This week, Kanye paid tribute with “Donda,” a new song he released to mark her birthday.
It features an audio clip of Donda reciting KRS-One’s “Sound of Da Police” over swirling gospel vocals. After a minute-and-a-half, Kanye jumps in: “Mama I need you to tuck me in/ I done made some mistakes and they rubbed it in.”
Michelynn Woodard, who helped launch the Kanye West Foundation in 2005, told The Post that Donda was “funny, whip smart and very direct and very passionate about her son.”
And her son was equally passionate, lavishing his mother with gifts and, in 2018, emblazoning her likeness on a shirt from his Yeezy clothing collection. At his fashion show that fall, he showcased a video game, based on the concept of Donda going through the gates of heaven.
While they’ve never had the bond that Kanye and Donda shared, the rapper and his father, Ray, have become closer over the years.
In November of 2019, Kanye tweeted: “My dad came to visit me at one of our ranches in Cody, Wyoming. He talked about his love for fishing, and how he could come here in the summers. It took me 42 years to realize that my dad was my best friend. [Ray] asked me, ‘How many acres is this?’ I told him 4,000. He replied with these three words: ‘A black man?’”
Kanye has been holed up at the ranch this week, along with pals including Damon Dash and Dave Chappelle, reportedly finishing his 10th studio album — and tweeting up a storm.
Kim and her family have been trying to get urgent medical care for Kanye, but he won’t see any of them, a friend of the family told The Post.
On Wednesday, Kim wrote on Instagram that Kanye’s bipolar disorder is “incredibly complicated and painful” for many to understand.
She went on to call her husband a “brilliant but complicated” person and pointed out the struggles he has dealt with, including the loss of his mother.
Dash says Kanye is misunderstood. “If I FaceTimed you right now you wouldn’t say he’s crazy you would just say he’s crazy rich. He’s having crazy fun and he’s doing some crazy s–t like dropping crazy money anytime somebody need it,” Dash told The Post, adding that they are preparing to shoot a movie. “He got his friends around him . . . Sometimes I think he just does that s–t to make sure y’all still care . . . The world would be boring without Kanye.”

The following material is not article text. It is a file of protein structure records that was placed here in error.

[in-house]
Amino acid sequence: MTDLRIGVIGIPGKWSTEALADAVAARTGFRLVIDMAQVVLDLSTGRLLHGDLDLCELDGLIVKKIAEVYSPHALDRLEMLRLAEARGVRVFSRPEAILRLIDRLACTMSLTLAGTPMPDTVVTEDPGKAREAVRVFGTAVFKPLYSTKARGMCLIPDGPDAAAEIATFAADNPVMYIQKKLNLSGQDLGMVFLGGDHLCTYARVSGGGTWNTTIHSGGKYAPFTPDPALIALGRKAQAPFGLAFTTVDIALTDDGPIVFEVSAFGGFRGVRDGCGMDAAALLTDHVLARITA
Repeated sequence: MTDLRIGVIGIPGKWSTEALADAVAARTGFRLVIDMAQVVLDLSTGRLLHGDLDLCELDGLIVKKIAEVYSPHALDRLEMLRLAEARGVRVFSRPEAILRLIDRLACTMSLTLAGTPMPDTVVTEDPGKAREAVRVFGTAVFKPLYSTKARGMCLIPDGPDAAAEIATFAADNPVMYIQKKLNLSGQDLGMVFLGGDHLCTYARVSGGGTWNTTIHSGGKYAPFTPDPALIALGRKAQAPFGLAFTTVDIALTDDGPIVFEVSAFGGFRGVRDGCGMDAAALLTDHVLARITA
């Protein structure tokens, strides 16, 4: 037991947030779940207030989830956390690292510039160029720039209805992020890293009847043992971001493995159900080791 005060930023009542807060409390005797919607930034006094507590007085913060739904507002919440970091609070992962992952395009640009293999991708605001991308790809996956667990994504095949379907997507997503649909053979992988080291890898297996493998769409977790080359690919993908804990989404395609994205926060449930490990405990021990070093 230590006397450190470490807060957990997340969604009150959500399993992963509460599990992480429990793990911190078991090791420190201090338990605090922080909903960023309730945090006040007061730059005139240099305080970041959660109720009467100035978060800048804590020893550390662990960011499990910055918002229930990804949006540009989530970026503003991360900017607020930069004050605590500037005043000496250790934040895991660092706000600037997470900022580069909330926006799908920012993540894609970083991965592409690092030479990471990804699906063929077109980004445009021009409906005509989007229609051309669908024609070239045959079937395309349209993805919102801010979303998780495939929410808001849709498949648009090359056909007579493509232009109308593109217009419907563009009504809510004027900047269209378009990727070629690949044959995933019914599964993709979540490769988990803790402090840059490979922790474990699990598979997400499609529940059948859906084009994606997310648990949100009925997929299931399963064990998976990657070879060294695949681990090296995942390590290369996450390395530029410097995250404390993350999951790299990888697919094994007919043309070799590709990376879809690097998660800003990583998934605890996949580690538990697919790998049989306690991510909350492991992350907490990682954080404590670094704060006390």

The Kardashian family source stressed that they believe Kanye’s behavior is the result of a mental-health issue: “This is not a show, this is really how Kanye is behaving.”
(West’s representatives did not respond to requests for comment.)
The rapper has spoken about his battles with bipolar disorder and its mania and depression before, once telling David Lettterman that, during an episode, “everything can feel like a conspiracy [against you].” He was diagnosed in 2016, and has also called it his “superpower.”
And despite the fear that Kanye “is basically asking for a divorce in public,” said the Kardashian family source, his wife wants to save their marriage —and him.
“Kim does love him, she really loves him, she believes in his artistry and thinks that he’s a cool person, but this is very difficult,” the Kardashian source said. “Kanye thinks that she’s ‘Kim Kardashian’ — he doesn’t call her ‘my wife’ . . . just look at his tweets. The whole family just want to get him help.”
So does Blakely, who was shocked to see video of Kanye breaking down at a July 22 rally in South Carolina after making a bid for the presidency of the United States. During his speech, Kanye said that Harriet Tubman “never actually freed the slaves, she just had slaves go work for other white people.”
“Many of the things he said are not correct, but I’m distressed and concerned about where such things come from. Where did he get those ideas about Harriet Tubman? You know that’s not correct, so where did he get that ideation from?” Blakely said. “You can see his emotional distress and it pains me to see that.
“Donda would have been upset to see her son now, [because] he’s clearly in pain.”